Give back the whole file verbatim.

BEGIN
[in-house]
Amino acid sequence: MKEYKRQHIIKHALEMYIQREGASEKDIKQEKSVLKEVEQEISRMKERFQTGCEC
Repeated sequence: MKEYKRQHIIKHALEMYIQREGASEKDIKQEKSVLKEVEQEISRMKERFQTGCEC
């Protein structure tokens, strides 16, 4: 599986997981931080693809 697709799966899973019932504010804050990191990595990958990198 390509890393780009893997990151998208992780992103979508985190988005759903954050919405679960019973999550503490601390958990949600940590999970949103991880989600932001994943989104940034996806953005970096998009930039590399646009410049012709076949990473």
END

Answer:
[in-house]
Amino acid sequence: MKEYKRQHIIKHALEMYIQREGASEKDIKQEKSVLKEVEQEISRMKERFQTGCEC
Repeated sequence: MKEYKRQHIIKHALEMYIQREGASEKDIKQEKSVLKEVEQEISRMKERFQTGCEC
């Protein structure tokens, strides 16, 4: 599986997981931080693809 697709799966899973019932504010804050990191990595990958990198 390509890393780009893997990151998208992780992103979508985190988005759903954050919405679960019973999550503490601390958990949600940590999970949103991880989600932001994943989104940034996806953005970096998009930039590399646009410049012709076949990473």